We use cookies.

To make your experience the best it can be, we use cookies and similar technologies on our site. We need your permission to allow these technologies, which will maximise browsing experience. For more information on how we use cookies and how to change your cookie settings, please see our cookies and privacy policy.



Please complete this short form to get in touch with a member of our team and we will get back to you as soon as we can.



Sign up to our newsletter by completing the form below.

Header image for the current page Harnessing the power of Clinical Networks in the delivery of integrated care

Harnessing the power of Clinical Networks in the delivery of integrated care

Share this page

The value of Clinical Networks in the delivery of high-quality, integrated care has long been recognised. But all too often, turning potential into tangible impact has been a significant challenge.

What are Clinical Networks?

Clinical Networks refer to voluntary multidisciplinary networks of clinicians that aim to improve service delivery using a collaborative approach to identify patient and health service need and to implement strategies to improve quality of care and patient outcomes. In addition, Strategic Clinical Networks, driven by national policy, focus on priority service areas (such as cancer and maternity) to bring about improvements in the quality and equity of care and population health outcomes.

At their best, Clinical Networks provide the potential to reduce unwarranted variation in health and wellbeing services, provide innovation for service delivery and offer clinical advice and leadership which supports decision making and strategic planning. But historically, a fragmented approach to Networks has resulted in their limited success in influencing healthcare institutions and prevented them from achieving their full potential.

Embedding Clinical Networks in the NHS

In July 2022, legislative changes will provide the biggest change in the health and care sector since 1948. The drive for integrated care will remove the commissioner/provider split and will create an environment where healthcare organisations collaborate rather than compete. This more strategic and outcomes-driven focus will provide a golden opportunity to refocus how Clinical Networks function and how they can become embedded in operational delivery as well as strategic decision making.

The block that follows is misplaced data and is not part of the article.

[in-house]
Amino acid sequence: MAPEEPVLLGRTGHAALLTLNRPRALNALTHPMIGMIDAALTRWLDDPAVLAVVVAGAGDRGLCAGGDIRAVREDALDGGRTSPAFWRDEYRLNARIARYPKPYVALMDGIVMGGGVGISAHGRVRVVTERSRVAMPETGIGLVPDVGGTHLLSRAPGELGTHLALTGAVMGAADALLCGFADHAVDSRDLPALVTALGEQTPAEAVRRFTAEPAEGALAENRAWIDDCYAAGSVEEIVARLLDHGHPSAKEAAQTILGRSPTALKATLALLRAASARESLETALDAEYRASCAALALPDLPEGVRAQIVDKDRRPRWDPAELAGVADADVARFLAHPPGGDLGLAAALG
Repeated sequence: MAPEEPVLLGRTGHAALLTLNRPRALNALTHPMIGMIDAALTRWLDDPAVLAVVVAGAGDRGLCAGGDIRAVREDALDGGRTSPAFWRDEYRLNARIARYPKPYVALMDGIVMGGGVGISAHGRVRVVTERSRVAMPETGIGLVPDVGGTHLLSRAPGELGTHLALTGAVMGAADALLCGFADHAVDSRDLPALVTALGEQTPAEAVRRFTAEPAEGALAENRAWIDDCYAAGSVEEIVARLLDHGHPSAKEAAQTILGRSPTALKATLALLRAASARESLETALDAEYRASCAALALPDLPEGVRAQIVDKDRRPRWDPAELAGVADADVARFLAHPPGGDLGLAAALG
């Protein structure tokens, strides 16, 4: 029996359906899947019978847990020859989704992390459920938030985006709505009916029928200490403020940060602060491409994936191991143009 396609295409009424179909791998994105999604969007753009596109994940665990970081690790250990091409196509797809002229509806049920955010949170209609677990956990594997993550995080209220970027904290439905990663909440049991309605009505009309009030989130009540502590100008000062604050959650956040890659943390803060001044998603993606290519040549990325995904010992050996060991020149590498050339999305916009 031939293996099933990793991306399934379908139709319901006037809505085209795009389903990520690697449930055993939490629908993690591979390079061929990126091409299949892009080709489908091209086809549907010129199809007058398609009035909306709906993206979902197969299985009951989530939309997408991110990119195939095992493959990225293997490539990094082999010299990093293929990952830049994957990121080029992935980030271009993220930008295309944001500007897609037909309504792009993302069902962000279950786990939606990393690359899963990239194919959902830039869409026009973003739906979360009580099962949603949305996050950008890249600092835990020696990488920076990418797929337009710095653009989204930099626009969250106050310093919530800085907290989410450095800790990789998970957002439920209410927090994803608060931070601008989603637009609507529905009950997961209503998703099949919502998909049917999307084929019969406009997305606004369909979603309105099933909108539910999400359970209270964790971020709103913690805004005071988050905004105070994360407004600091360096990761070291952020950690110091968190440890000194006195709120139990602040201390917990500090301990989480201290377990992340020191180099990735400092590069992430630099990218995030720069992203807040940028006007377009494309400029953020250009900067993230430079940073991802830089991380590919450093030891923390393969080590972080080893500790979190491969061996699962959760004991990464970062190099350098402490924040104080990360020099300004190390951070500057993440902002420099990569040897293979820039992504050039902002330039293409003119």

Coupled with this structural change is a renewed focus and energy for Clinical Networks that was reinvigorated by the COVID-19 response. During the pandemic, Networks were established as local, national and even international virtual communities of practice (CoP) – ensuring no one was left behind in the battle against the largest global health crisis in living memory. Networks found their role during COVID and this must be capitalised on by maintaining current commitment and pace of change.

Sharing best practice

In recent weeks, Arden & GEM has been working with South Yorkshire and Bassetlaw Integrated Care System to gain practical understanding of how Clinical Networks can become an integral part of the solution for high quality and sustainable healthcare. We have also begun work with East Midlands Provider Alliance across 8 Trusts and 6 ICS’s and at a national level on networked services that are more challenged. To gain an understanding of international best practice around Clinical Networks, we have also been collaborating with Alberta Health Services from Canada.

To share this learning and best practice, we hosted a webinar that discussed maximising the impact of Clinical Networks. Even though Canada and England operate very different health systems, interestingly the narrative around Clinical Networks had many similarities.

Firstly, on the challenge of implementing effective Networks, the successful inclusion of primary care in the development of pathways became a common theme. Though difficult, where this had been done well the benefits were considerable. Key learning centred on using primary care to deliver population health approaches driven by priority segments, standardisation in the structure of pathways and measurement of value and outcomes, to deliver familiarity and, most importantly, the development of shared problems and objectives.

Secondly, discussions focused on what was required to successfully enable Clinical Networks to become part of the solution and have more influence. This was summarised in four key points:

There is no doubt that Clinical Networks provide access to countless opportunities for both clinicians and patients, allowing them to communicate, interact and collaborate with each other to enhance services and improve health and outcomes. The challenge for Integrated Care Systems is to ensure this opportunity is maximised by embedding Clinical Networks within the health system to drive service improvement.

If your Integrated Care System would like to find out more about our work around Clinical Networks then please contact Alison Tonge at alison.tonge1@nhs.net

Picture of Alison Tonge

Author: Alison Tonge |

Alison is Executive Director of Strategy and Innovation at Arden & GEM and is responsible for ensuring our organisational strategy, innovation process and planning approaches are robustly developed and delivered. With over 30 years’ experience in healthcare, she has held senior leadership roles within NHS England, provider Trusts, a Canadian integrated care system and the private sector. Alison has a passion for enabling quality and cost improvement through evidence-based innovation, mobilising action at scale, and a focus on analysis measurement and accountability.